Sometimes astronomy goes nuts in many different ways at once. On rotating neutron stars (pictured), it gets particularly wild, because superfluids are involved. The result? Stars covered in highly regular triangular patterns — as if somebody built them that way.
Superfluids are liquids that have zero viscosity. Like superconductors, most superfluids need to be cooled to within spitting distance of absolute zero to show any effect. Unlike superconductors, they don't need electricity to do things that seem to make no sense. Most liquids have some internal friction - a resistance to change. A superfluid doesn't. Without any friction pulling at it, it can use the weak attraction between atoms to climb the walls of its container and flow out of it. It can also drip through molecule-sized cracks in a regular dish. The most common superfluid we know of is cooled helium, but superfluids made of fermions - the subatomic particles that make up atoms - are present under less controlled conditions. They slosh around the surface of neutron stars.
And they slosh a lot, since neutron stars are moving. Many neutron stars rotate. It's hard to predict the behavior of superfluids under the best of conditions, but researchers recently came up with a model that indicates that superfluids get even stranger when spun fast enough. Most people have spun a cup of coffee or water and seen a vortex form in the middle. Neutron stars spin somewhere between one and a thousand times per second. As they spin, the superfluids create their own vortex. Then they create more.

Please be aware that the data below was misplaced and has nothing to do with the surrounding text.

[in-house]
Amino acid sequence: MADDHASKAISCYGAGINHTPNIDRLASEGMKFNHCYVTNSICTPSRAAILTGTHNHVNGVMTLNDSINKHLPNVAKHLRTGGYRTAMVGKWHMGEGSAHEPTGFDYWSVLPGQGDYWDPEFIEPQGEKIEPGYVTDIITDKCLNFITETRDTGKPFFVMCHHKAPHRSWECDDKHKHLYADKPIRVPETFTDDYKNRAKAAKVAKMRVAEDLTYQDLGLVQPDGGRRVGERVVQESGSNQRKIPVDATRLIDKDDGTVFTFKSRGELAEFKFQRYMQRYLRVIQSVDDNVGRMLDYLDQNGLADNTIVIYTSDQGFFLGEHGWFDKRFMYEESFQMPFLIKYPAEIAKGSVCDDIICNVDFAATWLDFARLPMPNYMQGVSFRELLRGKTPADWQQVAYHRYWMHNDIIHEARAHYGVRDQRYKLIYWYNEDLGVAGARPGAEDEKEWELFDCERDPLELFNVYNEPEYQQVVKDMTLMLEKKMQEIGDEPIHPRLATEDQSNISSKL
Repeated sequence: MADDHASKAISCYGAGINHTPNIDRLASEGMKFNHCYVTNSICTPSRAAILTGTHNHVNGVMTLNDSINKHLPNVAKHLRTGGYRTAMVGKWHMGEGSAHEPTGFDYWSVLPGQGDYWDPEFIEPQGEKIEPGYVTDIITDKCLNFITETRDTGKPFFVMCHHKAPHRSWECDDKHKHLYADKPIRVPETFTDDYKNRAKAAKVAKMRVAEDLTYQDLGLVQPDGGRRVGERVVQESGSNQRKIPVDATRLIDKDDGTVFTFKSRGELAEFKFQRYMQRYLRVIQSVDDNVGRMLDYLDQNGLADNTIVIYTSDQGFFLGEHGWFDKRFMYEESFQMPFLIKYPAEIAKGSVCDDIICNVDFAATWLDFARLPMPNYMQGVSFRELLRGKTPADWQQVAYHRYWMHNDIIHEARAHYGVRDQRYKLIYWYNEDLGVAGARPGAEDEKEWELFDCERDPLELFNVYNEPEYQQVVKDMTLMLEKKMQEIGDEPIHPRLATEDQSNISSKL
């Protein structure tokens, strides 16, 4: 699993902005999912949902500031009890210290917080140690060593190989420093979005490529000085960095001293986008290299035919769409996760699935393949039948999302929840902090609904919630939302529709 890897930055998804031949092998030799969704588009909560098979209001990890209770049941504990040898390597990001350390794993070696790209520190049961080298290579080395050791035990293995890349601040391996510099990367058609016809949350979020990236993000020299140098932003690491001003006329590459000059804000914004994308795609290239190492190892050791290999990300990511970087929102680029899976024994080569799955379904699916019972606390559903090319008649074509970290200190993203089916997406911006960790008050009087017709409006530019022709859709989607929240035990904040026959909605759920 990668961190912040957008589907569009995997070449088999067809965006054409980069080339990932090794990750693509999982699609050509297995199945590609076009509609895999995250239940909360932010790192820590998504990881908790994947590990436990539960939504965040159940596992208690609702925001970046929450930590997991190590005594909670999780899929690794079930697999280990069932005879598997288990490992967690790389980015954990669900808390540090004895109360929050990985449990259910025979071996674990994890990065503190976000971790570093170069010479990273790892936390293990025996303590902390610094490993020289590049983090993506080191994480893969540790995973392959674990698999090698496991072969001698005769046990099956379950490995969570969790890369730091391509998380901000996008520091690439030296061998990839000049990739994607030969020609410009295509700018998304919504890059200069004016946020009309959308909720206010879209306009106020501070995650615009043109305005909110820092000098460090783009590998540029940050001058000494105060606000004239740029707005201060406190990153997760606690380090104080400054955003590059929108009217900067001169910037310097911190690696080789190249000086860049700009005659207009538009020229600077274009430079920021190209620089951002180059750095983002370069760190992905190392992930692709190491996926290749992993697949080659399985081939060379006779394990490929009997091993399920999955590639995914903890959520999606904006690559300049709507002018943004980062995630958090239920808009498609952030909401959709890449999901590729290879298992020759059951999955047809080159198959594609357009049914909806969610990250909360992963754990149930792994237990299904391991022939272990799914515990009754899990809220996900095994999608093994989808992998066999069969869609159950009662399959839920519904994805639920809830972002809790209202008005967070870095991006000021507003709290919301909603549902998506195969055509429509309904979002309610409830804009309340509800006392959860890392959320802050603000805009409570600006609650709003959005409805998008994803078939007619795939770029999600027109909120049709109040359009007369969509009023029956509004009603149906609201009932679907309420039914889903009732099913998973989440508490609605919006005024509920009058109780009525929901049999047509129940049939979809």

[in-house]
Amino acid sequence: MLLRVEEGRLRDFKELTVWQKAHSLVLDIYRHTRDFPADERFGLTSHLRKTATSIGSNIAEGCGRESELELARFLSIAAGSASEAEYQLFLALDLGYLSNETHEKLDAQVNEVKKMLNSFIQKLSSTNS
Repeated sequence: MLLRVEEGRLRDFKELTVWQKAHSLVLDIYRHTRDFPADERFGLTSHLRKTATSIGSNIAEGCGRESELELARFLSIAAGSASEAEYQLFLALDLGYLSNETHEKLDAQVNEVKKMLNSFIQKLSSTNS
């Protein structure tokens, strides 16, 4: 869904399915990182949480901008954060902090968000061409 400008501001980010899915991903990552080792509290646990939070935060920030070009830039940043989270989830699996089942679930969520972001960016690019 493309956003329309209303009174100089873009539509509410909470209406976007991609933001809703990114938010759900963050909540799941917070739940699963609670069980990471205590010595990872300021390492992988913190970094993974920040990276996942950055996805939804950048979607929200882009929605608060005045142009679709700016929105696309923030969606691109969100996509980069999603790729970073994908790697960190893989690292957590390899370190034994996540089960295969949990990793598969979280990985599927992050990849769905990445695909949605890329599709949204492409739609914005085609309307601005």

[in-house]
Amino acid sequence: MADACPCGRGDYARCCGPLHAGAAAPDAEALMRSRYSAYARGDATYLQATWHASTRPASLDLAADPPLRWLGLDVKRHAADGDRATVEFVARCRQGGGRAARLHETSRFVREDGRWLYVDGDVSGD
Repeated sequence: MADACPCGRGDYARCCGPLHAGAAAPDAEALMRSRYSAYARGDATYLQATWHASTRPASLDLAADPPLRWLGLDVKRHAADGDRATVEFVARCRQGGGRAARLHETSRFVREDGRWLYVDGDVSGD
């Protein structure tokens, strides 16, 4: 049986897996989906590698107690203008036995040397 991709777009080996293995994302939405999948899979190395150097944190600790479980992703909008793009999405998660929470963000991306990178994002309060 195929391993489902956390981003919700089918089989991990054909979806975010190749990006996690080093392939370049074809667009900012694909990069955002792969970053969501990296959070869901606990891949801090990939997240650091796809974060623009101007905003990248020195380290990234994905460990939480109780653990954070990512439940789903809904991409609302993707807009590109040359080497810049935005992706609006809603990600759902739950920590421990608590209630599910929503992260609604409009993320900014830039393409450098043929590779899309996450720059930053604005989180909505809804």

The faster the star spins, the more vortices open up in the superfluid on the surface of the star. They don't do so randomly - they form in triangular patterns. When the patterns get large enough, they form latticework on the surface of the star. Someone approaching (and compensating for the spin) would see the surface of the star pitted in a regular pattern. Someone looking at a more slow-moving star would see huge triangles made up of regularly-spaced holes floating on the star's surface. They would look like large, stable, geometric structures - seemingly too regular to be natural. Sometimes, it seems, the laws of physics themselves are trying to fool us into thinking we've found aliens.
Image of Vortices in Liquid Helium: NASA. Image of rotating neutron star: Chandra X-Ray Observatory